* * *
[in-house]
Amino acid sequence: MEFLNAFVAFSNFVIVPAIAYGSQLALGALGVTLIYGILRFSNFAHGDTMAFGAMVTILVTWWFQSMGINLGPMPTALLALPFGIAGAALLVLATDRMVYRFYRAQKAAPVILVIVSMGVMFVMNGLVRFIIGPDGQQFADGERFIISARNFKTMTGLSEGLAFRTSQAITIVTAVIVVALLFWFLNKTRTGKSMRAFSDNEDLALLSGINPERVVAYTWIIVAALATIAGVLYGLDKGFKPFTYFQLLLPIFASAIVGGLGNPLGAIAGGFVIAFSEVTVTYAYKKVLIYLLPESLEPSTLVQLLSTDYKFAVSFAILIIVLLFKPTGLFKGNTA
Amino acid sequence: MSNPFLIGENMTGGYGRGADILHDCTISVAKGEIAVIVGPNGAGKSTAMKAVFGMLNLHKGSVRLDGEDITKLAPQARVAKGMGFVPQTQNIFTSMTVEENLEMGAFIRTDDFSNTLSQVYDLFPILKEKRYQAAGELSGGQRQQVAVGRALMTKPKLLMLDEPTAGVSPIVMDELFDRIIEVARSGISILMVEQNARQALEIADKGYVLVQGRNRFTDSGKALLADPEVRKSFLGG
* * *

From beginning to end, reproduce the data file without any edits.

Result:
[in-house]
Amino acid sequence: MEFLNAFVAFSNFVIVPAIAYGSQLALGALGVTLIYGILRFSNFAHGDTMAFGAMVTILVTWWFQSMGINLGPMPTALLALPFGIAGAALLVLATDRMVYRFYRAQKAAPVILVIVSMGVMFVMNGLVRFIIGPDGQQFADGERFIISARNFKTMTGLSEGLAFRTSQAITIVTAVIVVALLFWFLNKTRTGKSMRAFSDNEDLALLSGINPERVVAYTWIIVAALATIAGVLYGLDKGFKPFTYFQLLLPIFASAIVGGLGNPLGAIAGGFVIAFSEVTVTYAYKKVLIYLLPESLEPSTLVQLLSTDYKFAVSFAILIIVLLFKPTGLFKGNTA
Amino acid sequence: MSNPFLIGENMTGGYGRGADILHDCTISVAKGEIAVIVGPNGAGKSTAMKAVFGMLNLHKGSVRLDGEDITKLAPQARVAKGMGFVPQTQNIFTSMTVEENLEMGAFIRTDDFSNTLSQVYDLFPILKEKRYQAAGELSGGQRQQVAVGRALMTKPKLLMLDEPTAGVSPIVMDELFDRIIEVARSGISILMVEQNARQALEIADKGYVLVQGRNRFTDSGKALLADPEVRKSFLGG